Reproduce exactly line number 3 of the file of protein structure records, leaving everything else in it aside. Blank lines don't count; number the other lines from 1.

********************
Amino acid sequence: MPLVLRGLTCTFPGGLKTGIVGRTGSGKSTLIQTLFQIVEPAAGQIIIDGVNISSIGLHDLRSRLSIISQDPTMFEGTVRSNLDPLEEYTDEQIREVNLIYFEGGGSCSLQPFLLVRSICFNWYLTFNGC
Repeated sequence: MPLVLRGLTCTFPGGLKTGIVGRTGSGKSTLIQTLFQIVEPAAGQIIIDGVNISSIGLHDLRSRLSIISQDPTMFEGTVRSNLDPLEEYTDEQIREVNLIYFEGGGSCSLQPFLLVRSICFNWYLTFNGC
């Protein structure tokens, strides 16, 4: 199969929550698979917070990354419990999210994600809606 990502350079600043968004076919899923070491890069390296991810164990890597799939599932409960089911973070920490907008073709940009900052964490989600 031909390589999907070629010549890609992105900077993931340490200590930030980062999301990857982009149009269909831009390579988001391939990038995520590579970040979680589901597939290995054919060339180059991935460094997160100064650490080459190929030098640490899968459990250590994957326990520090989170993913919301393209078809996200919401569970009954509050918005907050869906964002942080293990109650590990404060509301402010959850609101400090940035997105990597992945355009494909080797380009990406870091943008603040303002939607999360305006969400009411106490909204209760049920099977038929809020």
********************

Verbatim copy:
């Protein structure tokens, strides 16, 4: 199969929550698979917070990354419990999210994600809606 990502350079600043968004076919899923070491890069390296991810164990890597799939599932409960089911973070920490907008073709940009900052964490989600 031909390589999907070629010549890609992105900077993931340490200590930030980062999301990857982009149009269909831009390579988001391939990038995520590579970040979680589901597939290995054919060339180059991935460094997160100064650490080459190929030098640490899968459990250590994957326990520090989170993913919301393209078809996200919401569970009954509050918005907050869906964002942080293990109650590990404060509301402010959850609101400090940035997105990597992945355009494909080797380009990406870091943008603040303002939607999360305006969400009411106490909204209760049920099977038929809020």